New ‘School Food Pantry Action Pack’ available

A boy and his mother with fresh vegetables

By Cliff Despres

More than 15 percent of Texas homes are food insecure, meaning they don’t have enough food. Kids in these homes don’t know where their next meal is coming from.

How can schools support help these children?

The new “School Food Pantry Action Pack” from Salud America! at UT Health San Antonio is a free guide to help school personnel talk to decision-makers, plan logistics, and start a school food pantry to help hungry students and reduce local food insecurity. A school food pantry accepts, stores, and redistributes donated and leftover food to students.

The action pack was created by Amelie G. Ramirez, Dr.P.H., director of Salud America!, a UT Health San Antonio program to improve Latino health. Dr. Ramirez had input from Jenny Arredondo, nutrition director at the San Antonio Independent School District, who started school food pantries on 10 campuses in 2017-18, based on a Texas law change led by state Rep. Diego Bernal.

“A school food pantry can save leftover cafeteria food from being wasted, and redistribute it to students who are hungry and food insecure,” Dr. Ramirez said. “It’s a win-win for schools, students and families.”

With the action pack, you can start a school food pantry in four steps:

  • Start the Conversation. Use our model emails and talking points to talk to decision-makers about the need for school food pantries.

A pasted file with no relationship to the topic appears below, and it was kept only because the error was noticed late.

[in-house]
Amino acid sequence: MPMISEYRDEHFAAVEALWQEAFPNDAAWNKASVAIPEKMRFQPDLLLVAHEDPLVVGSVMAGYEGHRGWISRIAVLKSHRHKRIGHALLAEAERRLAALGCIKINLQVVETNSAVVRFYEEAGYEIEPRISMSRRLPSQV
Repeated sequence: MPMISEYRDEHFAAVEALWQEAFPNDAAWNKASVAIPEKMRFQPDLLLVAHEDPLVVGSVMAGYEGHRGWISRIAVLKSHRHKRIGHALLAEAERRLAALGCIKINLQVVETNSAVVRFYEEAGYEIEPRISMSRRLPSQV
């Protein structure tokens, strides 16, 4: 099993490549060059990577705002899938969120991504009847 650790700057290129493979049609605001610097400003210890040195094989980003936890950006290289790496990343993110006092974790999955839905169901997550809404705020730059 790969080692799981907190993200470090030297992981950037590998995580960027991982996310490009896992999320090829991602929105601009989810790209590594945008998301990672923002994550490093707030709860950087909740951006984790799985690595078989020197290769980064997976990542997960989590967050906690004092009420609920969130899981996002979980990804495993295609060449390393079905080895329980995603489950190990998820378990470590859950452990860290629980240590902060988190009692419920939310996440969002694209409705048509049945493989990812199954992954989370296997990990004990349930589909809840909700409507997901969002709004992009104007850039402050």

• Build Support. Use our model letter campaign, handout, emails and presentation to build support for your pantry.
  • Plan and Implement a Pantry. Use our “Quick Guide” and real templates from San Antonio ISD—which implemented 10 school food pantries—to craft your own.
  • Promote Your Pantry. Use our printable signs and sharable social media graphics to alert students, parents and the community to your big change.

Rep. Bernal, after he toured schools and saw students were going hungry while schools threw away “untouched, unopened, ripe, perfectly edible food,” drove the change in Texas law to allow schools to donate leftover and unused food to themselves, and redistribute it to students.

“Food insecurity does exist and hunger doesn’t just end when the bell rings,” Arredondo said. “We had this wonderful opportunity. How could we not do this for our kids?”

Sign up for the action pack:

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